United States in In the Presence of Mine EnemiesEdit
The United States remained neutral during the Second World War, watching as country after country fell in Europe and in Asia. After the war, the United States found itself in a growing cold war with the victorious Axis, particularly the Greater German Reich and the Empire of Japan, climaxing with the Third World War in the late 1960s. Germany was the first country to develop nuclear weapons, destroying Washington, DC and Philadelphia during the fighting. While the U.S. was able to counter-attack German soil, it was subdued by its enemies. During the war, America lost a third of its population.
After the war ended, the Reich genocided the Jewish and Negro populations in the United States with large massacres taking place in New York City and Los Angeles. Segments of the white American population assisted in these massacres.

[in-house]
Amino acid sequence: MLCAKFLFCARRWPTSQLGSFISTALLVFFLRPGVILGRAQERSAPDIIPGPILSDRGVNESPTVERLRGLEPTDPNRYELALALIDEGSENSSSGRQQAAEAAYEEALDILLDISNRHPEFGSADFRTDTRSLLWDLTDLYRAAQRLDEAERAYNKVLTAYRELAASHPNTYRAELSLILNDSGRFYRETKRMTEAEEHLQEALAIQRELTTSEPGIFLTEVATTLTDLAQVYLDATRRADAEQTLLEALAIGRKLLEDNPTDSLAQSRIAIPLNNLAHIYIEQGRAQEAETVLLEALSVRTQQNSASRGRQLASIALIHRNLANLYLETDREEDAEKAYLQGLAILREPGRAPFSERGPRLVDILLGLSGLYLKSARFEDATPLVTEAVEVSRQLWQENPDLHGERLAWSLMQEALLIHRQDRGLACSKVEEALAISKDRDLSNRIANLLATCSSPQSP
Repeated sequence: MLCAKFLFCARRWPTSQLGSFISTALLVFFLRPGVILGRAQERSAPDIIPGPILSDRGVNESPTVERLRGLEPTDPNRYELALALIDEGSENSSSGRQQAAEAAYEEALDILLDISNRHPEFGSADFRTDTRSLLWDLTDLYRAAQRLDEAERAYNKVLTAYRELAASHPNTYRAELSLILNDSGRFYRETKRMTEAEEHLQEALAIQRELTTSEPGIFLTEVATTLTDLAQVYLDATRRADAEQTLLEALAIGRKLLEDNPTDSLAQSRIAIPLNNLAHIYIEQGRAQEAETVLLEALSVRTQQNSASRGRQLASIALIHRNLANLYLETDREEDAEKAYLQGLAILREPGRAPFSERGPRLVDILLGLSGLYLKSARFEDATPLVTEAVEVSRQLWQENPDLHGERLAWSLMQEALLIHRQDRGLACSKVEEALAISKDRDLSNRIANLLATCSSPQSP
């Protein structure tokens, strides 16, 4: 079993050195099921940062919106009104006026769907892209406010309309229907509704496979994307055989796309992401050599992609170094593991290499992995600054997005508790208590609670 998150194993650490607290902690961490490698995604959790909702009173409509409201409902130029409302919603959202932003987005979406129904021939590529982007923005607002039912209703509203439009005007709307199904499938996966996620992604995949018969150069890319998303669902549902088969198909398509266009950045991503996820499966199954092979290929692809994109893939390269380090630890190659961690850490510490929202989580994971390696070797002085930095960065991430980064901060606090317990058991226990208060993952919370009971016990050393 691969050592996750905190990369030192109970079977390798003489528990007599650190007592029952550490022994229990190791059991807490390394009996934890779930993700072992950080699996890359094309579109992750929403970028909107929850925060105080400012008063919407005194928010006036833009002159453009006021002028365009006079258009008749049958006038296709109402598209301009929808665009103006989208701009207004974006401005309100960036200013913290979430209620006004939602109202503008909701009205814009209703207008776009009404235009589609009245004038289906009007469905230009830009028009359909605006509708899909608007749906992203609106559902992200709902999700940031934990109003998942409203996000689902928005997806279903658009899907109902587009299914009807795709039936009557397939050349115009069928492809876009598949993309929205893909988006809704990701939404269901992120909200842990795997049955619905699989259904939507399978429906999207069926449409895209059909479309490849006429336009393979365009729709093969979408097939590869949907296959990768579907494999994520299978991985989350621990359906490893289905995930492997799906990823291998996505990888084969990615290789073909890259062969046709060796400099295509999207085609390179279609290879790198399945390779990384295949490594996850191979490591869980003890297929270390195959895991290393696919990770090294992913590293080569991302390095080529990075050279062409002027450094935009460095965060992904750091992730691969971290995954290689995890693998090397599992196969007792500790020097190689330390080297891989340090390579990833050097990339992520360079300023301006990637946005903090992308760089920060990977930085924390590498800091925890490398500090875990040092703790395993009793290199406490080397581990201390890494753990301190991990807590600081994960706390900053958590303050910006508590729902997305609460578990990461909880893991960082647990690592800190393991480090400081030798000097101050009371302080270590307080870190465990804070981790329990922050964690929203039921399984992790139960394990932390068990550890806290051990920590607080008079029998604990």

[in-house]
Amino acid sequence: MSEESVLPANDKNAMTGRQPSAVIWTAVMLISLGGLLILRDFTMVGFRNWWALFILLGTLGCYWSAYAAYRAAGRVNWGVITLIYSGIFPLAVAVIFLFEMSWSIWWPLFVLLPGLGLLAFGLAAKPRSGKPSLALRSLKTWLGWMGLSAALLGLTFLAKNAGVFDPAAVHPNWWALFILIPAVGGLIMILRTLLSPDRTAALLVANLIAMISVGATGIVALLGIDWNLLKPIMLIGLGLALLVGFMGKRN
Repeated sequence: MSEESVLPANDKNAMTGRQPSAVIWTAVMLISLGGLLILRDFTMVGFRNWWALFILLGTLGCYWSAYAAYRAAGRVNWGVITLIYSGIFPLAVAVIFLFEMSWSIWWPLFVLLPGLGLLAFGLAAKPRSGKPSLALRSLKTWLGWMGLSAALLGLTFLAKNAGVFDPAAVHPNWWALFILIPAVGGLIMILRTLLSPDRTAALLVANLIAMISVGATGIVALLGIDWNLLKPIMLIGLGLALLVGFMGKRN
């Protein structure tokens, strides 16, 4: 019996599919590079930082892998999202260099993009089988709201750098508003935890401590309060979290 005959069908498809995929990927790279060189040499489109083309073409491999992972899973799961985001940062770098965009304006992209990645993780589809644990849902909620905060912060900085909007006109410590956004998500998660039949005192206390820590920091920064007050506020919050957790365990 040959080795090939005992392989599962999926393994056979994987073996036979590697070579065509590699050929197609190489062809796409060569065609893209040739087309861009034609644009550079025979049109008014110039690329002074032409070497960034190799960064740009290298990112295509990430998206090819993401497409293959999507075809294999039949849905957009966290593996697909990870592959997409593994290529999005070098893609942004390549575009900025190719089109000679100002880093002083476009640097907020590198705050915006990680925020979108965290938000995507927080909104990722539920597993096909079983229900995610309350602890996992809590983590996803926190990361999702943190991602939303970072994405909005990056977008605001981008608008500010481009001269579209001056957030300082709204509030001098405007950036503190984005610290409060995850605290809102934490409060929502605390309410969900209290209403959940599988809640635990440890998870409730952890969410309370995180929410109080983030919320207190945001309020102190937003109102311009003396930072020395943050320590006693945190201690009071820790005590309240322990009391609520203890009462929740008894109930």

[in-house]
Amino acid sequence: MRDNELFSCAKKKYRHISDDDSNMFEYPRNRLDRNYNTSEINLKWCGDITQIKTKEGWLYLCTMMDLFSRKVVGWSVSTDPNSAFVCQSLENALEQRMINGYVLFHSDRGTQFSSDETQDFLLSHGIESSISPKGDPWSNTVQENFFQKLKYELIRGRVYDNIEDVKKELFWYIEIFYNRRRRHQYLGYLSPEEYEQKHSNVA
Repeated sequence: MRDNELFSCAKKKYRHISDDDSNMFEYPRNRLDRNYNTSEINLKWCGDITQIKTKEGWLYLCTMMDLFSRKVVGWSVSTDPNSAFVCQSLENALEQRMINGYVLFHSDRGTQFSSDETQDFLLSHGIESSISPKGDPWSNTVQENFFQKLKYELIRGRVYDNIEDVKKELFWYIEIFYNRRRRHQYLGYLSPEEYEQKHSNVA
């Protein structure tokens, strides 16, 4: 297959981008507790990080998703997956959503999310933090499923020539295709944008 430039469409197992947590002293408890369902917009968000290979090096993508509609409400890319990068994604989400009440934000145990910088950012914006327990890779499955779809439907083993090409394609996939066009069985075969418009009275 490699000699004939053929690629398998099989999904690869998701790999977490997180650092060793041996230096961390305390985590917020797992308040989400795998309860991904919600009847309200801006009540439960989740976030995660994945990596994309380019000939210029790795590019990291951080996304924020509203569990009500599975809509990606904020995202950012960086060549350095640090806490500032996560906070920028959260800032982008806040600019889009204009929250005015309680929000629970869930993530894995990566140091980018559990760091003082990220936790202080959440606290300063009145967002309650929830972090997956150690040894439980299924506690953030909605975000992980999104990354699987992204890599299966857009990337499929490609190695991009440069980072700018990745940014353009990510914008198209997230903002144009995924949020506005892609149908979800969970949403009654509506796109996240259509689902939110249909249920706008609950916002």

With Washington, DC reduced to a nuclear wasteland, the American capital was moved to Omaha in the Mid West where a pro-Nazi American administration was established. The US paid an annual tribute, which became an important source of income for the Reich's economy. When the United States was either unable to pay this tribute or was late doing, the Wehrmacht, which maintained bases in New York, Chicago, St. Louis and Omaha itself, used terror tactics to bring the U.S. in line.
The American economy underwent hyperinflation following the war with the US Dollar fallen from its place as a major world currency.
In 2010, as part of the reforms promised by the fourth Führer Heinz Buckliger, Germany reduced the annual assessment by 13% (allowing the American economy to flow easier) and sent a division of occupation troops in the US back to the Reich (allowing the Americans to do more as they pleased with a lesser chance of being bullied and harassed by the occupation troops). Despite this, some Oberkommando der Wehrmacht officials like Heinrich Gimpel and Willi Dorsch assumed that the Americans would always try to find ways out of paying the annual tribute.